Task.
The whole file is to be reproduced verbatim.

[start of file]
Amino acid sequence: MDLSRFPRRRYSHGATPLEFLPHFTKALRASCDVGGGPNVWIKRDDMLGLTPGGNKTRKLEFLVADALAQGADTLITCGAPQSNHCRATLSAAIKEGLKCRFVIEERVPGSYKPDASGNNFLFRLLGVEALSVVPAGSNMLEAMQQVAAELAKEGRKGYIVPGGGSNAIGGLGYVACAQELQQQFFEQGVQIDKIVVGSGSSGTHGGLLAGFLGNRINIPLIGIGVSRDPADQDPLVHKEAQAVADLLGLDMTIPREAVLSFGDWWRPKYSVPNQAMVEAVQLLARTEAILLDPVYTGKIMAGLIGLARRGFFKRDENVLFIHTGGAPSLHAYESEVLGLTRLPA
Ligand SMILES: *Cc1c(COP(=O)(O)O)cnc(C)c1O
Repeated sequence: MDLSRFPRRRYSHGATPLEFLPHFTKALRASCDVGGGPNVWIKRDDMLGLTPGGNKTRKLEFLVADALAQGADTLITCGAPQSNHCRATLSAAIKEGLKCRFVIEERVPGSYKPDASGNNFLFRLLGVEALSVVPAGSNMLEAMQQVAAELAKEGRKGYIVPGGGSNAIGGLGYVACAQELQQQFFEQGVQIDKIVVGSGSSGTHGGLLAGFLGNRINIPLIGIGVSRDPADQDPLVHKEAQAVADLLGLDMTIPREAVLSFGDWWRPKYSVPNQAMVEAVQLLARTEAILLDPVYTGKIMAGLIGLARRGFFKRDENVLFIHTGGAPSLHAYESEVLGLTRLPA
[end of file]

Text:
Amino acid sequence: MDLSRFPRRRYSHGATPLEFLPHFTKALRASCDVGGGPNVWIKRDDMLGLTPGGNKTRKLEFLVADALAQGADTLITCGAPQSNHCRATLSAAIKEGLKCRFVIEERVPGSYKPDASGNNFLFRLLGVEALSVVPAGSNMLEAMQQVAAELAKEGRKGYIVPGGGSNAIGGLGYVACAQELQQQFFEQGVQIDKIVVGSGSSGTHGGLLAGFLGNRINIPLIGIGVSRDPADQDPLVHKEAQAVADLLGLDMTIPREAVLSFGDWWRPKYSVPNQAMVEAVQLLARTEAILLDPVYTGKIMAGLIGLARRGFFKRDENVLFIHTGGAPSLHAYESEVLGLTRLPA
Ligand SMILES: *Cc1c(COP(=O)(O)O)cnc(C)c1O
Repeated sequence: MDLSRFPRRRYSHGATPLEFLPHFTKALRASCDVGGGPNVWIKRDDMLGLTPGGNKTRKLEFLVADALAQGADTLITCGAPQSNHCRATLSAAIKEGLKCRFVIEERVPGSYKPDASGNNFLFRLLGVEALSVVPAGSNMLEAMQQVAAELAKEGRKGYIVPGGGSNAIGGLGYVACAQELQQQFFEQGVQIDKIVVGSGSSGTHGGLLAGFLGNRINIPLIGIGVSRDPADQDPLVHKEAQAVADLLGLDMTIPREAVLSFGDWWRPKYSVPNQAMVEAVQLLARTEAILLDPVYTGKIMAGLIGLARRGFFKRDENVLFIHTGGAPSLHAYESEVLGLTRLPA